What is a VantageScore?

Credit scoring is confusing and broad: FICO, TransUnion, Experian, Equifax, etc. You’re probably thinking, which score counts? Avid readers of our blog have learned that the Fair Isaac Corporation actually uses the information found within your credit reports to calculate your FICO score. Known simply as a “credit score,” the FICO rating ranges between 300 to 850 points and measures your level of risk and ability to repay debt. FICO scores are widely used by creditors to approve or deny loan applications, lines of credit, mortgages, etc. While useful to lenders, many consumers criticize the scoring model, citing it as the only popular rating system, a monopoly with no competition. With the advent of the VantageScore, their criticisms have been heard.

As a collaborative effort between TransUnion, Experian, and Equifax, the VantageScore was created as a FICO competitor, offering a more consistent credit score across the three bureaus. Although The Big Three allow your credit information to be used by FICO, they are taking that same information to another level, creating what they call “The New Standard in Credit Scoring.” What is so different about the VantageScore? There are a few things that separate its tactics from the FICO score:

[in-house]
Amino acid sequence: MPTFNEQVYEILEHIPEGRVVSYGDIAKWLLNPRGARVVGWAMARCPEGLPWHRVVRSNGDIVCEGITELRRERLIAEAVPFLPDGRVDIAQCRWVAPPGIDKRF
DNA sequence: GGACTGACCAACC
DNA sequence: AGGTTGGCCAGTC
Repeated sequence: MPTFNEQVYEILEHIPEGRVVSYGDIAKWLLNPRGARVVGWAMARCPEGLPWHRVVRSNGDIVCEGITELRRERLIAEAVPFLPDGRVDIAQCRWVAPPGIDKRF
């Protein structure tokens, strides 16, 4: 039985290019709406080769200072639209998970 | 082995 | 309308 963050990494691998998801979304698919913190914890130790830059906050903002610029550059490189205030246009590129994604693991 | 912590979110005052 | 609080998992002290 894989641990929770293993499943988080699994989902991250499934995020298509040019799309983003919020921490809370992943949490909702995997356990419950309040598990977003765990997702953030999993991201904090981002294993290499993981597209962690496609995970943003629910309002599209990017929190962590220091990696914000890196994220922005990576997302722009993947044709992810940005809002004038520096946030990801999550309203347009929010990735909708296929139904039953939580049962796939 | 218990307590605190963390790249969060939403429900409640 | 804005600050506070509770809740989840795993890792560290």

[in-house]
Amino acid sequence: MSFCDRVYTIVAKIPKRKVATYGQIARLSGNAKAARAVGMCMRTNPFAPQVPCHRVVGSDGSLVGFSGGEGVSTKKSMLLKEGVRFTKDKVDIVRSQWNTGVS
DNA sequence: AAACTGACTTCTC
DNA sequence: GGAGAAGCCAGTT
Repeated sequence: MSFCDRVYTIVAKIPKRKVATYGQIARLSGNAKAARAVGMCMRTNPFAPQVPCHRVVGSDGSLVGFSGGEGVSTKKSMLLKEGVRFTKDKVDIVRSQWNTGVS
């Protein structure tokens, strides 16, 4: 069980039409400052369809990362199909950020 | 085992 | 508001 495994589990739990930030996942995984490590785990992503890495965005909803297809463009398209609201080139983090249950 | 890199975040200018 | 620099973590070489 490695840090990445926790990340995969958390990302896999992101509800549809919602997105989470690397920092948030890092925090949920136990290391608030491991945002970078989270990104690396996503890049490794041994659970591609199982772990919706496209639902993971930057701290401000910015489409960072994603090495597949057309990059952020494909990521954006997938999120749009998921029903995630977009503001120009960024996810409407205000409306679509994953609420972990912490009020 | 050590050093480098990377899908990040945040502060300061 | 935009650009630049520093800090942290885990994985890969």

While the FICO score ranges from 300-850, the VantageScore ranges from 501 to 990. It also offers letters to spell a clear credit grade to consumers (e.g., 901-990=A; 801-900=B; etc.)



FICO scores are calculated based on five factors: payment history, amount of debt, credit history, types of accounts, and inquiries. The VantageScore incorporates a sixth factor: “depth of credit” (see above photo from Experian). Unlike the FICO score which considers old and new credit accounts with similar weight, the VantageScore is primarily graded based on the last 24-month period.


Critics have long objected to the FICO scoring model. The average credit report contains information from seven years prior. The drawback? FICO scores may still account for mistakes you made almost a decade ago. The VantageScore is good news for consumers with little credit history, or for those who dealt with bankruptcy or collections in the past. The “thin file” approach weighs recent activity more heavily than past accounts, allowing consumers access to a “fair” score that relies on their recent activity to determine risk.

The Verdict

The VantageScore joins FICO and other scoring models in a long line of options for lender use. Its success is based on implementation—that is, if lenders decide to adopt it as their own risk calculator. Regardless of which model you prefer, good credit habits are imperative to the success of both. While you can’t change the past, you can control the decisions you make in the future. Leave the risk calculation to the creditors and focus on your own credit repair. The results will prove favorable on any scale.